Self-awareness in animals and humans: developmental perspectives
Auteurs : PARKER Sue Taylor, MITCHELL Robert W., BOCCIA Maria L.
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Résumé de Self-awareness in animals and humans: developmental... :
Self-Awareness in Animals and Humans, a collection of original articles on self-awareness in monkeys, apes, humans, and other species, focuses on controversies about how to measure self-awareness, which species are capable of self-awareness and which are not, and why. Several chapters focus on the controversial question of whether gorillas, like other great apes and human infants, are capable of mirror self-recognition (MSR) or whether they are anomalously unable to do so. Other chapters focus on whether macaque monkeys are capable of MSR. The focus of the chapters is both comparative and developmental: several contributors explore the value of frameworks from human developmental psychology for comparative studies. This dual focus - comparative and developmental - reflects the interdisciplinary nature of the volume, which brings together biological anthropologists, comparative and developmental psychologists, and cognitive scientists from Japan, France, Spain, Hungary, New Zealand, Scotland, and the United States.
Sommaire de Self-awareness in animals and humans: developmental... :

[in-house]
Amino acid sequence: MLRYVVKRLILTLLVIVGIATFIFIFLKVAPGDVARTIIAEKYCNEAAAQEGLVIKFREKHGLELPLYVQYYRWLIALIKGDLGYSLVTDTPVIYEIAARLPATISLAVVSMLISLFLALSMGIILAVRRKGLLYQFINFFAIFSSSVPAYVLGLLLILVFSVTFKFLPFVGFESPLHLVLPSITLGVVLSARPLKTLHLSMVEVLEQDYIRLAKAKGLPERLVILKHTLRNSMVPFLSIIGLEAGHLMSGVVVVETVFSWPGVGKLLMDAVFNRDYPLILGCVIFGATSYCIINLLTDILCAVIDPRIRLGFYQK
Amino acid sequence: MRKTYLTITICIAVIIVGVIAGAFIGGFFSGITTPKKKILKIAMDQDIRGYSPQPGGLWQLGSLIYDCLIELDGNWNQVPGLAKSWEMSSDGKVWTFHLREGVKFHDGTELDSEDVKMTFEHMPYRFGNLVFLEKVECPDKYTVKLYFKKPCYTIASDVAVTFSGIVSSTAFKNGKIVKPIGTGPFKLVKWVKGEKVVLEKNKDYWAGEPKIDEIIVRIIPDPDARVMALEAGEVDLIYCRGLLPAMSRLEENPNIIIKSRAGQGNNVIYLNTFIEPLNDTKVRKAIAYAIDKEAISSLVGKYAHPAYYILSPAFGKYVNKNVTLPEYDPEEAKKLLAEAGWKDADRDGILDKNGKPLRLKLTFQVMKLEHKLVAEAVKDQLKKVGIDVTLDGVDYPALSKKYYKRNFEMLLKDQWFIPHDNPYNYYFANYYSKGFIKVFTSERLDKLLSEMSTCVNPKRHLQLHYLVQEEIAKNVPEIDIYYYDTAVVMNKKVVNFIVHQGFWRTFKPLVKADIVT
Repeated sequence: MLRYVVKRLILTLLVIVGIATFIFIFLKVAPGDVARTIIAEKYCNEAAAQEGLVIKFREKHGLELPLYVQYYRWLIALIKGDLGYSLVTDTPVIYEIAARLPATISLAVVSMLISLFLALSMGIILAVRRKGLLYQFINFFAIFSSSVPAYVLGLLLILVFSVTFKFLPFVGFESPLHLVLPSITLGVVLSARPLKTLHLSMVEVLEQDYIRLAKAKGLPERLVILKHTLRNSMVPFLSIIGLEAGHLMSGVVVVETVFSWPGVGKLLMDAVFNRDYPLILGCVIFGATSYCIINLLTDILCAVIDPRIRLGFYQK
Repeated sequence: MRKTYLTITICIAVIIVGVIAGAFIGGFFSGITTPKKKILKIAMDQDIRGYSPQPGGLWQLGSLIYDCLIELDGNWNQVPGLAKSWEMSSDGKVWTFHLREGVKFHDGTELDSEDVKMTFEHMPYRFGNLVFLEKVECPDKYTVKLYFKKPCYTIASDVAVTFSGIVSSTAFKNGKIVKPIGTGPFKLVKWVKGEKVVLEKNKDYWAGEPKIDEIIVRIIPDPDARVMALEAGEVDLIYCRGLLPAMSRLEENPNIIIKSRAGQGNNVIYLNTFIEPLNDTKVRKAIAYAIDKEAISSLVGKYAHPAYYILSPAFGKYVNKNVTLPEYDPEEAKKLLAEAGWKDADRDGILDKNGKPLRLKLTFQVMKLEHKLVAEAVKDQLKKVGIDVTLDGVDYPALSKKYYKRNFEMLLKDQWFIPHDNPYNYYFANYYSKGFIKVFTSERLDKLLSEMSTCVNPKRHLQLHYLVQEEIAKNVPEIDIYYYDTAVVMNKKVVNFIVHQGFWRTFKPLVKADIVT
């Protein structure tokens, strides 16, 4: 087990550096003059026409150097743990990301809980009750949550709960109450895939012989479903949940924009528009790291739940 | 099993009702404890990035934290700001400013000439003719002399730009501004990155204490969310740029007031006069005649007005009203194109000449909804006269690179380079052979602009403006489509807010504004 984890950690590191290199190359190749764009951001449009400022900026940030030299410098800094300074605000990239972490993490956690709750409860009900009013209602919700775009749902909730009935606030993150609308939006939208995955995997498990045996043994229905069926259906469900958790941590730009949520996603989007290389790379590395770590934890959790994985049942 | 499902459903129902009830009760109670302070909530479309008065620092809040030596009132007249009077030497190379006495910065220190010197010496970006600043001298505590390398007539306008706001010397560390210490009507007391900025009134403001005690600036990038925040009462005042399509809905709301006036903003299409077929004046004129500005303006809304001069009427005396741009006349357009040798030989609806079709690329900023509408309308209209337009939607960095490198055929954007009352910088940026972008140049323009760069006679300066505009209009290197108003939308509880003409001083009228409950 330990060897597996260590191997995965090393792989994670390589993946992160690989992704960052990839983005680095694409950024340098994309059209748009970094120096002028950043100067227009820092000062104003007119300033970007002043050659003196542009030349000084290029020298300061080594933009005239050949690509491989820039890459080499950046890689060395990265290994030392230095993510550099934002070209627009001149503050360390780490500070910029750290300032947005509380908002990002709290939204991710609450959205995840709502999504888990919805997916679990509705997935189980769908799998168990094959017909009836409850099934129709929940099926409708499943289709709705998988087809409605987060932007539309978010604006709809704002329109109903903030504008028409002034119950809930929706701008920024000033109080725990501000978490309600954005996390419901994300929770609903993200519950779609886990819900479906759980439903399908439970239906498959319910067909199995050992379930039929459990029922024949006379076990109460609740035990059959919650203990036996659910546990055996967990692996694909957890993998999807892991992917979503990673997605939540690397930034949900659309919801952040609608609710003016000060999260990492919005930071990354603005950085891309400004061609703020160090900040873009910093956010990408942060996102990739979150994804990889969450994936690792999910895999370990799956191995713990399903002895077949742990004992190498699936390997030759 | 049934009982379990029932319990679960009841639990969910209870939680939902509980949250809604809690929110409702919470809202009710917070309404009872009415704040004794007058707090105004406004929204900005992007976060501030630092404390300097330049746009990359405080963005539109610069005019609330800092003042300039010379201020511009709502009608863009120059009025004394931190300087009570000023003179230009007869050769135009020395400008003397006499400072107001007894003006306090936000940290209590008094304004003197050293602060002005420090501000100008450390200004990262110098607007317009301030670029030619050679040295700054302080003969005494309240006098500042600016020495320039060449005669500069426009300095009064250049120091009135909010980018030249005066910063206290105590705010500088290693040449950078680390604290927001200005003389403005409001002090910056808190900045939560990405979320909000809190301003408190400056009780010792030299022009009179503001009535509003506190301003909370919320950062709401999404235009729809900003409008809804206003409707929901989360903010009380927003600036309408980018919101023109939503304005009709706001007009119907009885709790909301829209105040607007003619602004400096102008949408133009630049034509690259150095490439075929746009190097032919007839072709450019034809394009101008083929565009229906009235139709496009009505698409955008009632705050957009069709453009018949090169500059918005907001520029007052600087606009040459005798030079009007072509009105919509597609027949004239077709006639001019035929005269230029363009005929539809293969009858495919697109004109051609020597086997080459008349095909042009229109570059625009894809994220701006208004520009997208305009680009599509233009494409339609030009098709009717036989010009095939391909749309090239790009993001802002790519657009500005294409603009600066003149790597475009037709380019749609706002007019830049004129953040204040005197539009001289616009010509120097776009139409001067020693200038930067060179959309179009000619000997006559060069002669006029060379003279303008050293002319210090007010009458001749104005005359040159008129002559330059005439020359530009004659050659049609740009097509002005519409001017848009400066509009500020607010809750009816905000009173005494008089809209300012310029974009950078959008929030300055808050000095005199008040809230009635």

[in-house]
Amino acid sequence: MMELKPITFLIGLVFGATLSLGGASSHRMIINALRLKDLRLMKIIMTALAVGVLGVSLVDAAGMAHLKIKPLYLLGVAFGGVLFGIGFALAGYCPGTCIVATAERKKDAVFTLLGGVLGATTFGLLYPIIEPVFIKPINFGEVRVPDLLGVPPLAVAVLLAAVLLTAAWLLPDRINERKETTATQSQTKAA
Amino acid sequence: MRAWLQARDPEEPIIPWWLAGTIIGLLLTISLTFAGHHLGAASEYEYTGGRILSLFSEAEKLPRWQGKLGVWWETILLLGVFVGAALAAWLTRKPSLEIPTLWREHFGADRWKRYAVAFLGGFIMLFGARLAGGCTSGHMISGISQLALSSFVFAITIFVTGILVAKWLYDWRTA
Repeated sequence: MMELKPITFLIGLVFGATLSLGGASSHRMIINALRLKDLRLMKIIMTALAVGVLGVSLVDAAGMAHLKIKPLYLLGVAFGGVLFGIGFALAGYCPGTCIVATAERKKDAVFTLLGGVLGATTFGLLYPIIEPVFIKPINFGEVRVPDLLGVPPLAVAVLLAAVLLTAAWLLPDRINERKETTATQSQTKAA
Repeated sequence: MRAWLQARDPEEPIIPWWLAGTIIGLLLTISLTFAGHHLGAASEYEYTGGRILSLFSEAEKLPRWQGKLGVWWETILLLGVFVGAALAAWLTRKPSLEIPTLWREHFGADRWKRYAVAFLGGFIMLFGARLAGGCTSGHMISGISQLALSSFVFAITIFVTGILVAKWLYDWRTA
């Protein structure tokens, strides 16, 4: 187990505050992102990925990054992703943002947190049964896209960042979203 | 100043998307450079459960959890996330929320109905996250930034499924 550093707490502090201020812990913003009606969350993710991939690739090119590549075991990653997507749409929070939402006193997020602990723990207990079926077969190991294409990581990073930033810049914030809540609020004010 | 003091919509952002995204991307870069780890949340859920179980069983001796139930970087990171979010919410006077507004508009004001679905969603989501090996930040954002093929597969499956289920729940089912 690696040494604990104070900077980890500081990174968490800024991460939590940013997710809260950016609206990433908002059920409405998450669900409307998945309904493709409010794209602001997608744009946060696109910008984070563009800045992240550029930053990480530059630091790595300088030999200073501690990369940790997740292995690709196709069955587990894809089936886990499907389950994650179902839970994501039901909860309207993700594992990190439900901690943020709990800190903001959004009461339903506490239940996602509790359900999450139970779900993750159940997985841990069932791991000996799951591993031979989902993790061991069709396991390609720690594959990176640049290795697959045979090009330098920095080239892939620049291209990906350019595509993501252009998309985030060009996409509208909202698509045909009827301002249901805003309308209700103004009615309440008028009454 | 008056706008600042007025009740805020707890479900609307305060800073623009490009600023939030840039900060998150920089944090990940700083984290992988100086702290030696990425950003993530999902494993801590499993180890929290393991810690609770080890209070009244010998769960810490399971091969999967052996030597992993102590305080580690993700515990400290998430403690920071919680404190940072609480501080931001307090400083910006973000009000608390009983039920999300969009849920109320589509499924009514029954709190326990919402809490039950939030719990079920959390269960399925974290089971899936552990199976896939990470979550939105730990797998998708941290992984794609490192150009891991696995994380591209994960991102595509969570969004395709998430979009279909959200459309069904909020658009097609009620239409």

Part I. Comparative and Developmental Approaches to Self-Awareness: 1. Expanding dimensions of the self: through the looking glass and beyond, 2. Myself and me, 3. Self recognition: research strategies and experimental design, 4. From self-recognition to theory-of-mind, 5. Mutual awareness in primate communication: a Gricean approach, 6. Multiplicities of self, 7. Contributions of imitation and role playing games to the construction of self in primates, Part II. The Development of Self in Human Infants and Children: 8. Detection of self: the perfect algorithm, 9. Social imitation and the emergence of a mental model of self, 10. Minds, bodies and persons: young children?s understanding of the self and others as reflected in imitation and ?theory of mind?, Part III. Self-Awareness in Great Apes: 11. Social and cognitive factors in chimpanzee and gorilla mirror behavior and self-recognition, 12. The comparative and developmental study of self-recognition and imitation: the importance of social factors, 13. Shadows and mirrors: alternative avenues to the development of self-recognition in chimpanzees, 14. Symbolic representation of possession in a chimpanzee, 15. Self-awareness in bonobos and chimpanzees: a comparative perspective, 16. ?Me Chantek?: the development of self-awareness in a signing orangutan, 17. Self-recognition and self-awareness in lowland gorillas, 18. How to create self-recognizing gorillas (but don?t try it on macaques), 19. Incipient mirror self recognition in zoo gorillas and chimpanzees, 20. Do gorillas recognize themselves on television?, Part IV. Mirrors and Monkeys, Dolphins and Pigeons: 21. The monkey in the mirror: a strange conspecific, 22. The question of mirror-mediated self-recognition in apes and monkeys: some new results and reservations, 23. Mirror behavior in macaques, 24. Evidence of self-awareness in the bottlenose dolphin, 25. Mirror self-recognition in bottlenose dolphins: implications for comparative study of highly dissimilar species, 26. Further reflections on mirror-usage by pigeons: lessons from Winnie-the-Pooh and Pinocchio, too, Part V. Epilogue: 27. Evolving self-awareness, Author index, Subject index.